Update: As you can see from the picture at right, the Bullpup is not painted the colors described above. I clearcoated it, you see, and the clearcoat ate the paint. I was so ticked off... so when I redid it, I went with green and black and used Future for my clearcoat.
I designed and built this rocket during the 2006 World Series, as I sat cheering my favorite baseball team. My protege Justin and I had each purchased Quest Flash kits during the Hobby Lobby closeout sale; I decided, as his was pure stock, I'd customize mine.
I have a page detailing this rocket build; click here to read more.
This is a scratch design of my own. I have a build page on it here.
|C6-3||573'||* 25.3 ft/sec|
Here's my Quest Cobalt. I built it to fly on mini-engines, mainly to leave room for the streamer inside.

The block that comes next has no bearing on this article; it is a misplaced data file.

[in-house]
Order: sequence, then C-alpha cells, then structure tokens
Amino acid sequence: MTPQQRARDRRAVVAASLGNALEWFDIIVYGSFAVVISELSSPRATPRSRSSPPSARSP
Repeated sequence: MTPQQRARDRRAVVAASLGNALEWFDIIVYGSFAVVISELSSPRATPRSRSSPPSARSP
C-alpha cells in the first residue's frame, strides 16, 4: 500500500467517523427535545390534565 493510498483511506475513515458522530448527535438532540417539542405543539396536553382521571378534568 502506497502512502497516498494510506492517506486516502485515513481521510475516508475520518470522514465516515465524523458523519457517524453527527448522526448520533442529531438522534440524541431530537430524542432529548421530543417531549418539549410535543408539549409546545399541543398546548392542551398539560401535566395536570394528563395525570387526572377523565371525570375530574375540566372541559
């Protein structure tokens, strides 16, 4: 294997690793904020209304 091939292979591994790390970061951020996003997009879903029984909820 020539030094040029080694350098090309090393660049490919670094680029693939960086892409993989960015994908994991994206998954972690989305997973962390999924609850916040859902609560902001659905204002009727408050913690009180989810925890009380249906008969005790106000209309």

This is my version of Jonathon Mills' Cyclone rocket. It's pretty cool in flight. As you can see, I painted mine; it still gets a hang time around 15-25 seconds.
I have a page about this build, including my rendition of the plan. Click here if you are interested.
I built this as a classic sci-fi design using a Baby Bertha kit, a nose cone and coupler from an Estes Patriot kit, and 110# paper rolled around a dowel for the "rocket tubes." The engine mount ejects on this model, rather than the nose cone, allowing me to eliminate the "visible nose cone line" (VNCL) which is so prominent on other sci-fi models.
Update 05/15/2008: My Dawn Star got lost in a wheat field on its second flight.
This is the replacement for my lost Dawn Star, above. I changed the rear ejection mechanism to be similar to my very reliable Mo' Skeeter, and at the same time decorated the engine mount with vanes rather than tubes.
This is my modified Estes Space Ship One. This kit has a reputation for breaking fins on recovery, which if you look at it, is not surprising; with the rocket descending tail-first, those long, flimsy fins are likely to hit at a very bad angle.